Why Today Is the 1st Day of Autumn in Earth's Northern Hemisphere

livescience.com | 9/23/2019 | Doris Elin Salazar - Space.com Staff Writer
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Happy Equinox!

This morning (Sept. 23) at 3:49 a.m. EDT (0749 GMT) marked the official celestial beginning of autumn in the Northern Hemisphere.

Beaches - Parts - United - States - Shift

Although beaches have long been closed in many parts of the United States and there's already been a meteorological shift from summer into autumn, today marks a special transition in which the sun crosses the celestial equator, or the projection of Earth's equator onto the sky, from north to south. While the north gears up for chillier days, the south is welcoming springtime.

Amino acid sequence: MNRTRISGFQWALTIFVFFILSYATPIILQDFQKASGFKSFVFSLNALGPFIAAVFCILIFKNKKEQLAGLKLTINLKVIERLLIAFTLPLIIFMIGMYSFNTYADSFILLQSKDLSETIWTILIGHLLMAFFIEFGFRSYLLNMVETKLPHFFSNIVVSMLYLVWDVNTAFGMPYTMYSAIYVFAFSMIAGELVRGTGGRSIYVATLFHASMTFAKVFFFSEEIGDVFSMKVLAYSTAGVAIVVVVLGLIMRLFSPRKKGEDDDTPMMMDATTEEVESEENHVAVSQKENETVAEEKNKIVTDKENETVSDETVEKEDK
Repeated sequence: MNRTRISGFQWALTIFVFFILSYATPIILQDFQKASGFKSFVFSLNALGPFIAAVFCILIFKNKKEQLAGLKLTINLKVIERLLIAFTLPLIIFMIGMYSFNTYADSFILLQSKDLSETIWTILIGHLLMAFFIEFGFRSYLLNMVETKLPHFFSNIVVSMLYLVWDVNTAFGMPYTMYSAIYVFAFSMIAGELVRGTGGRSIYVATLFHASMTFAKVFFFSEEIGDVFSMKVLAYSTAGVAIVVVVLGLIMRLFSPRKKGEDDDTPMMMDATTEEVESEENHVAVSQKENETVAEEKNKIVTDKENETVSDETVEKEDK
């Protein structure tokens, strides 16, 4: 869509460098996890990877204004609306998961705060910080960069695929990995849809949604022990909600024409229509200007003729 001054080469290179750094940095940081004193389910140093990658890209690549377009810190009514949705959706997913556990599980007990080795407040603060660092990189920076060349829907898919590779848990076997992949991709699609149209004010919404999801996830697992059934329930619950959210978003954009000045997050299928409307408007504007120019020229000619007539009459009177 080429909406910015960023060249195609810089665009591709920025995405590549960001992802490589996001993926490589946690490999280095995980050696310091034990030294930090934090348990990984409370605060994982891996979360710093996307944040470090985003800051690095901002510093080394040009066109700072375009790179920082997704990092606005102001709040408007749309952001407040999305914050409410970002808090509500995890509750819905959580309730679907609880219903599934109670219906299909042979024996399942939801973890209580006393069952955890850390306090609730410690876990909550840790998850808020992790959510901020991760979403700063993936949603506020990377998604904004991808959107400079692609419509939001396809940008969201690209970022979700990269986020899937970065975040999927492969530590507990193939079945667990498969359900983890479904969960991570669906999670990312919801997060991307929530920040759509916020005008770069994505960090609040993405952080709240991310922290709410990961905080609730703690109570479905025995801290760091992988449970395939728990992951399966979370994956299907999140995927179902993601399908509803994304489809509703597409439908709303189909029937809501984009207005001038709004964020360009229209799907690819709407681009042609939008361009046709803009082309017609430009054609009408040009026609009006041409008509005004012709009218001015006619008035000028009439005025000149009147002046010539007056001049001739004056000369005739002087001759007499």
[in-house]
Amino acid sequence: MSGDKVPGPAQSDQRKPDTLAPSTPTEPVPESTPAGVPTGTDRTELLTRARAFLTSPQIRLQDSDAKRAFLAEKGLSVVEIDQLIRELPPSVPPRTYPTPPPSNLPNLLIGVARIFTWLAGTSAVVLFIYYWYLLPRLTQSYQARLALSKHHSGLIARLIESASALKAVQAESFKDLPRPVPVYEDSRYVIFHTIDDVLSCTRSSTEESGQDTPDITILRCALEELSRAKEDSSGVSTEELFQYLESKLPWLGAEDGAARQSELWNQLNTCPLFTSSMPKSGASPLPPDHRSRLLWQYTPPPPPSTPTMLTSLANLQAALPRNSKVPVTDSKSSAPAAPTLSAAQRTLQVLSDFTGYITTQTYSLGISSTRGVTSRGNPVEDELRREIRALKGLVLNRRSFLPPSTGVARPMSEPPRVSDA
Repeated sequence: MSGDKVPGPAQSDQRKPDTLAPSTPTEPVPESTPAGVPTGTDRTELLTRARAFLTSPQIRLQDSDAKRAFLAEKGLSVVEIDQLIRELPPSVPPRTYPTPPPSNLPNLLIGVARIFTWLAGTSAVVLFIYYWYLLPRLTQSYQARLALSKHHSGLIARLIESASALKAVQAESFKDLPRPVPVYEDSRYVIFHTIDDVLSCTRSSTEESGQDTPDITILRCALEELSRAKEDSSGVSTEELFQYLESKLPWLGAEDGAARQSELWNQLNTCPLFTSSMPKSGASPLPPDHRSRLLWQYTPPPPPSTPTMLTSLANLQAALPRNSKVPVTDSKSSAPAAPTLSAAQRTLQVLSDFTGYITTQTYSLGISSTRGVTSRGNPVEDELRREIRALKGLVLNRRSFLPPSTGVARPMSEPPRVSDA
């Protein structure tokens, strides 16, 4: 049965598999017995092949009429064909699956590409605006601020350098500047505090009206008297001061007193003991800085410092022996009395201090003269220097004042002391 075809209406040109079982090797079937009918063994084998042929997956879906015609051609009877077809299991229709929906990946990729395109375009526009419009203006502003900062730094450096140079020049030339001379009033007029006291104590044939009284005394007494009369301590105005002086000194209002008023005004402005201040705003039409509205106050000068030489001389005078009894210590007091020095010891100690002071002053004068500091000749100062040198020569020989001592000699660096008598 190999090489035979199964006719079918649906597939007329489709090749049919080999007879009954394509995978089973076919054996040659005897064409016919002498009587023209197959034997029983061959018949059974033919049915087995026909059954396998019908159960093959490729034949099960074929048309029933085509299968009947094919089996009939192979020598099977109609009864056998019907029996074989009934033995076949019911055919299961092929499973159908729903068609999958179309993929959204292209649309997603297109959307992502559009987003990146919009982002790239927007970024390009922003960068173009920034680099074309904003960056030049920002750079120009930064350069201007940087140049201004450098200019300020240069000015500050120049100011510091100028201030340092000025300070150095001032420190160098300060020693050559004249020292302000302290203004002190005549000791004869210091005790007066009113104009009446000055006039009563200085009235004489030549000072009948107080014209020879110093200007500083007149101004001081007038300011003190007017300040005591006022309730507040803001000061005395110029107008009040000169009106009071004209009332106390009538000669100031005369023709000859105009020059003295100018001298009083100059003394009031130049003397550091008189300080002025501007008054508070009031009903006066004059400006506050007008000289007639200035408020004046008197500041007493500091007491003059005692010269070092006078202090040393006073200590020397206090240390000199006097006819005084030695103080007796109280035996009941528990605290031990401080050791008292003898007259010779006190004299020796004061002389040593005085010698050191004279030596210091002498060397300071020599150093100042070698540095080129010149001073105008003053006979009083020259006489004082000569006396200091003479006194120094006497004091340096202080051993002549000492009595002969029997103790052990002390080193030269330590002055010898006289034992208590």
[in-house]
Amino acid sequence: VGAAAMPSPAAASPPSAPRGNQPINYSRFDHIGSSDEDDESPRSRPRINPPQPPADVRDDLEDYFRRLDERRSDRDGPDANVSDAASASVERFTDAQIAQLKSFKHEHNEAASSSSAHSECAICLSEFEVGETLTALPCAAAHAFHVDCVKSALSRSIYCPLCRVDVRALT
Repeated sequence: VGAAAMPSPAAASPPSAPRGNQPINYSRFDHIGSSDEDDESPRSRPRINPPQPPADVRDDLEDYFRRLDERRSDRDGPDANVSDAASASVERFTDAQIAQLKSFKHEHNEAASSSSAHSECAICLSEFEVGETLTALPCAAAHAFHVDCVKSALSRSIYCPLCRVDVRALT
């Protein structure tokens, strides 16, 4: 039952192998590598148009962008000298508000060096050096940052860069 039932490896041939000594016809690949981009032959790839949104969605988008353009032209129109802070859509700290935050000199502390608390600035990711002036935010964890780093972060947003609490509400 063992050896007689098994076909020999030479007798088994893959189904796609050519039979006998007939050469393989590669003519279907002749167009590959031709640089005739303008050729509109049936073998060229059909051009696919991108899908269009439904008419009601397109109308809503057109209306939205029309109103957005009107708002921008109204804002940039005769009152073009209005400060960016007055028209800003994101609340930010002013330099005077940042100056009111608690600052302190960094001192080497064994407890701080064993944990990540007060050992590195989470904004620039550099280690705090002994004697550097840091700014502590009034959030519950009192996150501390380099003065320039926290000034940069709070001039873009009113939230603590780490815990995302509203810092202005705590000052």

Cultures around the world have celebrated this celestial shift in different ways. In Japan both equinoxes are national holidays known as Ohigan, in which people honor their deceased ancestors. In Mexico, tourists flock to view the descent of the feathered-snake god Kukulkán along the side of a Mayan pyramid in Chichén Itzá.

Satellite - Images - Earth - Planet - Terminator

These four satellite images of Earth show how the planet's terminator, or the line between night and day, changes with the seasons due to the Earth's tilt.

The word "equinox" means "equal night" in Latin, because this transitional day...
(Excerpt) Read more at: livescience.com
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